It's evening, close to midnight. I've just come home from La Taza de Cafe after a show with Middle Eastern band, Garnada. Muscles ache with a pleasant twinge of exertion. A slight flush to my skin from the one glass of sangria I drank - the gift of Asian genes that turn my cheeks bright red with the mere scent of alcohol. The blush makes people think I'm drunk even when I've barely had a few sips.
Scrub the makeup from my eyes. I hate wearing makeup. Bern (the other dancer) and I both. The two of us wiping the lipstick off as soon as the show is over each time. The musicians laugh when they see us doing that. I think of shellac when I touch that crimson stick to my lips, painting a red "O". I think of the shellac Stephen showed me once in his studio, that he coats on the guitars he makes. It turns the rough sheets of wood into gleaming and beautiful instruments, coated in a layer of clear honeyed gold.
An old friend showed up this night to watch; from my software programmer days. Another lifetime. Sometimes it feels I have many lifetimes compartmentalized into this one existence. Can all the people of those disparate identities coexist in the same space? Or would that cause an implosion?
He got a nice front row seat. Not in the "poor people" section as we call the back side of the restaraunt, behind the pillar where the late reservations are seated. No, it was front and center, in the "our footwork will rattle the silverware right off your plate" (and sometimes right off onto the floor!) table.
He knew I danced, though he'd never come to see it before. Having seen it now, he had questions: How long have you been at it, where when what?
Dana loves it when I tell people of the Berkeley days - when I first caught the bug. It's an addiction I was warned by someone, by multiple someones, right from the start. You'll catch the bug. The first classes I took whetted my appetite. Then I met a guitarist, just starting out as well. There was an old house on the lot that he rented; squeezed right up against the main house with barely any space to breathe between them. This is the Bay Area after all. A quarter acre for a lot is huge. Most places...much smaller than that. The landlady ignored that second house, letting it fall to disrepair. It had no electricity, no water. The carpet (where there was any) was old and dingy, and the wood stripped.
We started to use it for practice space - me, the guitarist, and another dancer. After classes and homework and studying - computer science, biology, chemistry, anthropology; we'd meet there, slip out the back door of the main house and into that run-down shack. Candles and matchbooks in hand. Set the tea lights all along the windowsills. The light flickered up at the bare and useless bulbs in the ceiling, and glimmered in the black mirrors the windows turned into.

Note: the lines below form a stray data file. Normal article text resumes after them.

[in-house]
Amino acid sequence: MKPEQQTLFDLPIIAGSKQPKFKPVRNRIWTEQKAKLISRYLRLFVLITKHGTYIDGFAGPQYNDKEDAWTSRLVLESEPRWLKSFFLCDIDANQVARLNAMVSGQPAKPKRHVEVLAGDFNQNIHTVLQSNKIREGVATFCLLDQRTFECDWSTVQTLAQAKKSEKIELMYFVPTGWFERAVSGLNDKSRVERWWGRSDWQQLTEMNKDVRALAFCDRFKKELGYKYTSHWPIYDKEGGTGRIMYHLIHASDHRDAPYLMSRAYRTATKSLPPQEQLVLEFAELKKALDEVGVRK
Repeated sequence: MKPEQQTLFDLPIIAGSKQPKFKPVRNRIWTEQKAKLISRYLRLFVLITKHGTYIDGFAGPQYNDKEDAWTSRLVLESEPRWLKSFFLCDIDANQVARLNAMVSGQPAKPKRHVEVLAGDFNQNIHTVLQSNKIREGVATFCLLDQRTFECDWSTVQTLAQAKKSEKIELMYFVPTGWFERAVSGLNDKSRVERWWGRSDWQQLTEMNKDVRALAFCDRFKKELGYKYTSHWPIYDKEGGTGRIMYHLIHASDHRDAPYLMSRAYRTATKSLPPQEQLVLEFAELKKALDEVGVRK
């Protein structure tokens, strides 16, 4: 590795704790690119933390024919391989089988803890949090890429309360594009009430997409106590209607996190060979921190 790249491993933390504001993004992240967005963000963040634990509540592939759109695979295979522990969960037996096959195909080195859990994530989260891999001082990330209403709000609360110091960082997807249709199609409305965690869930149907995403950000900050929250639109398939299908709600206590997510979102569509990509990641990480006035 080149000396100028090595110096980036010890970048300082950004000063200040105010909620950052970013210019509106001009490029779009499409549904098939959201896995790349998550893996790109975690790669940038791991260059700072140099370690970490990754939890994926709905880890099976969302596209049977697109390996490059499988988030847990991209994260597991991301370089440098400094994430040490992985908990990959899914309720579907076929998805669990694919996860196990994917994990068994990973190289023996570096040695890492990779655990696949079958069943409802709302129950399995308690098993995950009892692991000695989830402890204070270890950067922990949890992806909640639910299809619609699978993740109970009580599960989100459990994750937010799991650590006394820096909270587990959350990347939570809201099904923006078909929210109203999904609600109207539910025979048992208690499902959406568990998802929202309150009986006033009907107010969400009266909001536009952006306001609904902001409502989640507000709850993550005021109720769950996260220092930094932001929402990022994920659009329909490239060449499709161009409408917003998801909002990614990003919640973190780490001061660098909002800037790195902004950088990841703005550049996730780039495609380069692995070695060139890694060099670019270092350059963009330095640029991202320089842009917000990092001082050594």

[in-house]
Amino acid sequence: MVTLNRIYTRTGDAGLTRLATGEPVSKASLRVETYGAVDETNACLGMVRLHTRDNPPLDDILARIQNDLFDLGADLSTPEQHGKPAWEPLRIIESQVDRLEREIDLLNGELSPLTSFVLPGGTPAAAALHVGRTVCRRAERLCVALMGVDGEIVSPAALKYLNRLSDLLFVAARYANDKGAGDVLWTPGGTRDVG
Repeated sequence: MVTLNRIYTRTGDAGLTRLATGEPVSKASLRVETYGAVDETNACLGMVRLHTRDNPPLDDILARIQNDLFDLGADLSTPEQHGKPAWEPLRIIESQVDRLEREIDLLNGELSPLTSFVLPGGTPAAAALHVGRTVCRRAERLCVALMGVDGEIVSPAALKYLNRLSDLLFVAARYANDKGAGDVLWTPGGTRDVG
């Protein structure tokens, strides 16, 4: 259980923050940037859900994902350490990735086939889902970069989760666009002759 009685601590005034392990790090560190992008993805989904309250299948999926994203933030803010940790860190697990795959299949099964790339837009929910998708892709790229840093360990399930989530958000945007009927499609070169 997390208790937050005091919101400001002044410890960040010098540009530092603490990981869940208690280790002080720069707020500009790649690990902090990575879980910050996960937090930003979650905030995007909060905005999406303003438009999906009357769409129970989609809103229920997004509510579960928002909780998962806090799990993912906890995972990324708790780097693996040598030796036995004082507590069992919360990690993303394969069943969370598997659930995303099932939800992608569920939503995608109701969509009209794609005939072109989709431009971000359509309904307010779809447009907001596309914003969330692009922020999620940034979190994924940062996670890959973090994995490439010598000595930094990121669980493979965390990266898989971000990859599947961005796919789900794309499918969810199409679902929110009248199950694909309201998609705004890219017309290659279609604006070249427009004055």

He'd play his guitar. Seviannas, Alegrias, Solea (my favorite), rippling through the small space. Anything, everything. We'd dance. Sometimes we'd practice what we had learned. Sometimes we knew the styles from class. Sometimes we made it up. It didn't matter, there were no critics present. The shadows shattered across the walls from the multiple light sources, shivering with the surreal aspect of it all. And then sometime after midnight - 1AM, 2AM, there would be mutual consent that the night had to end. Blow out the candles, and head back out into the cool night to our apartments scattered across campus.
I have romantic notions at times. Like wanting to take my sketchbook out to sit on the rock beside the pond in Tokyo to sketch the koi. Within fifteen minutes the mosquitoes dissuaded me from that fancy when I realized that in the time it had taken me to get situated and dig for my pencils I had acquired at least three golf ball sized bites along my legs. And that rock was not nearly as comfortable as I had imagined it would be! Or wanting to just close my eyes and drift when floating in that wonderfully buoyant salt water embrace of the ocean...but self preservation says you idiot, you know how dangerous that current could be? Eyes open, watch out where you are. Or the magical garden I dreamed of having when I was bouncing around rented apartments, for the house I would one day own...but that garden is now at the mercy of my less than green thumb, paired with relentless allergies.
Maybe it's just memory that alters and paints those flamenco sessions with a gloss of romanticism, but I don't believe that's the case. By contrast to those ill-fated notions of what I think I want reality to be, this actually was. I think even then that I knew it was a strange reality I was participating in that was an odd disjunct from the daily routines of studying and programming and stressing and exams; an odd gleaming thread in the fabric of that time.
My rehearsal sessions these days have a much more mundane veneer. Though now there are no longer candlelit jaunts in forgotten houses, that memory for me is linked with flamenco forever. Ingrained memory of exhilaration, abandonment, freedom, and utter immersion in movement and music.